I thought it was very interesting that the reading talks about both Google and Apple brands. I definitely associate both brands as simple, minimalistic, and modern; however, I never thought Google had a “puerile” look until I read the reading. The colors and doodles may make the brand seem very childish, but Google’s homepage looks fundamentally the same and has yet to change. I thought it was fascinating that Apple has a very different clean, sleek look, yet they are both changeless and loved by many for their modern appearance. 

I can’t help but wonder how future historians will perceive the “modernism” of our time in ways that we see the past. Will we ever reach true simplicity and if so do the people like it? There are so many roots in eurocentrism and ideas of “purity” and its connotations with colonialism that I find it difficult to believe we will be able to reach that sort of utopia any time soon. 

I personally found this article quite interesting, because we generally see Apple and Google designs daily - but we never pay too much attention to them, do we? Both companies use modernist and simplistic designs, however in different ways. Apple’s design is more minimalistic and elegant, it is in sans-serif and everything Apple is generally non color - black, white and different scales of gray. The design of Apple platforms and products is timeless and its cleanness and simplicity are surely key when it comes to drawing the attention of an audience. Google, on the other hand, has changed its design over the years. We all know google as being serif, however, in the last couple of years it has become sans-serif. I personally preferred it when the font was serif, however now I see the way this new sans-serif font is more modernist. Something that has always struck me about google is that its main colors are primary colors (red, blue, and yellow) however the “L” has always been green. I personally feel like the use of these strong colors, along with the features Google adds in for festivities are perhaps a little childish. This said, the design of Google also remains timeless.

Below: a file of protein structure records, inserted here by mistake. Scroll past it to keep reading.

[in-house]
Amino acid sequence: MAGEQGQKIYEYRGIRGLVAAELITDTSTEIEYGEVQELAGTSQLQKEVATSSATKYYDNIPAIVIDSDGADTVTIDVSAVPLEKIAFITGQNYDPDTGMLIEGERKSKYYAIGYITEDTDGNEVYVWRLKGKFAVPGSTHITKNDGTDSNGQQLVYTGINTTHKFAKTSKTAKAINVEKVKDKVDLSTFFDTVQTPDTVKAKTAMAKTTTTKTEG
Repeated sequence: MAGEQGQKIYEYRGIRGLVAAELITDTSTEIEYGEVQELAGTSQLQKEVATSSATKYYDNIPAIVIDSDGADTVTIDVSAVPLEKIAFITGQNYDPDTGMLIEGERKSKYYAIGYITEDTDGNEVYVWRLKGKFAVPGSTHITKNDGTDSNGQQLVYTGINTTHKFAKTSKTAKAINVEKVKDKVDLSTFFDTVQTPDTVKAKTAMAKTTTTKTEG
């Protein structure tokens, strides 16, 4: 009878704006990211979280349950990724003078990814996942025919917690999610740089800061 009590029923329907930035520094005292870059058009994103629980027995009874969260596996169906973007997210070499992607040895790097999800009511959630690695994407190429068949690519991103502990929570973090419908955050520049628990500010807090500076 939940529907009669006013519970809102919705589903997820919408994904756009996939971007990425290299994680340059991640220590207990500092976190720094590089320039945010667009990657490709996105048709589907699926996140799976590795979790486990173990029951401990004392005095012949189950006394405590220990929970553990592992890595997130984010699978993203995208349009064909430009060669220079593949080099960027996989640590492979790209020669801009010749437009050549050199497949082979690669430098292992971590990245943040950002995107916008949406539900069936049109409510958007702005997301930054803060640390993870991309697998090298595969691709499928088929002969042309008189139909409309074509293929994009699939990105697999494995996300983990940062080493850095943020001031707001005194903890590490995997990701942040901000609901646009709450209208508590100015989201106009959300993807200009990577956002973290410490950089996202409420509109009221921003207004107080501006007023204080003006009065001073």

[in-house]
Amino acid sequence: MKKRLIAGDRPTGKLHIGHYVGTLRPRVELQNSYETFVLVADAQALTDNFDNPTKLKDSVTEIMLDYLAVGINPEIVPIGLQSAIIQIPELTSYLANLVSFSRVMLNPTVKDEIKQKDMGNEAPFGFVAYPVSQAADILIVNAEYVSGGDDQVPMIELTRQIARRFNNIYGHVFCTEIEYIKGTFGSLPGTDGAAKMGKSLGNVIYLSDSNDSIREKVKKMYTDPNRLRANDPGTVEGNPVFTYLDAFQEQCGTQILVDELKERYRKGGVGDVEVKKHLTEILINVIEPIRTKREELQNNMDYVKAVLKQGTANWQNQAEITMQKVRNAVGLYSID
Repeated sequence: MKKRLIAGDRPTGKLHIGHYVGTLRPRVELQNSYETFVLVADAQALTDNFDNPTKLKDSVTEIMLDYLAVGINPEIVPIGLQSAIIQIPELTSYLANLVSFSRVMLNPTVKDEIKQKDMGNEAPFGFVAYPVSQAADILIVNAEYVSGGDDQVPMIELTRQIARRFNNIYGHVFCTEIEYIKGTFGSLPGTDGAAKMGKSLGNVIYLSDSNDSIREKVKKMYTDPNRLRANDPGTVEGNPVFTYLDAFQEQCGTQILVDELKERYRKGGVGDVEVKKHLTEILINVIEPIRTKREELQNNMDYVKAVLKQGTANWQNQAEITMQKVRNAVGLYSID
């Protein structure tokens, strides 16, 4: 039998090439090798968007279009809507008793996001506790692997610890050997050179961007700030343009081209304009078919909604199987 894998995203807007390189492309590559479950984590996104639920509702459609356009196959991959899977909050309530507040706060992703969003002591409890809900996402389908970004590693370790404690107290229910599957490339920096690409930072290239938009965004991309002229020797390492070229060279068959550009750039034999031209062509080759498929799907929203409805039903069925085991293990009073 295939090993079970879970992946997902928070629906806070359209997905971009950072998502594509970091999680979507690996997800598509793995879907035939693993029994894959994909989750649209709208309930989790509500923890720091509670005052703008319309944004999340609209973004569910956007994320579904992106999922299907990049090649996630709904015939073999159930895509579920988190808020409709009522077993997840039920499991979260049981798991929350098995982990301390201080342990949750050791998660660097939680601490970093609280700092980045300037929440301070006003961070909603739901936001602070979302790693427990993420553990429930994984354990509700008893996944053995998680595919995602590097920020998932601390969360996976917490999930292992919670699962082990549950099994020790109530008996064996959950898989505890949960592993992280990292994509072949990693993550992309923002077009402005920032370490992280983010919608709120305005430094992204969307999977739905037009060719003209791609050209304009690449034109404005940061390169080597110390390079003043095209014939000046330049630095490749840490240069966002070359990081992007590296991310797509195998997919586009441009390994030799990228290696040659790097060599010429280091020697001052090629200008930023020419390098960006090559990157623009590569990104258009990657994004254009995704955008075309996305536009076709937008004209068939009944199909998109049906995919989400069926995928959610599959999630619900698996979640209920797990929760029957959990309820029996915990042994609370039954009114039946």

While reading this article, there was one line that really stuck out to me, “Modernist style still succeeds in evoking newnesses even when wholly “unoriginal” because it so successfully dehistoricized.” I think this concept is fascinating. Even though san-serif fonts have been around since the early 19th century, and the concept is far from new itself, the minimalist style of a san-serif font will always evoke a modern feeling. In the Bauhaus era of German design the san-serif fonts became popular as the era was rejecting historical influences in art. The serif fonts evoke a feeling of history as they are the first style of writing, and felt more serious or ornate due to the decoration of serifs on each letter. Whereas a san-serif font feels more modern because of its simplified form.  Companies such as Apple and Google want to appeal to the masses, they want to be seen as new and fresh, inventive and welcoming. More and more companies these days are switching to san-serif fonts for their branding as it evokes a feeling of  innovation and modernity.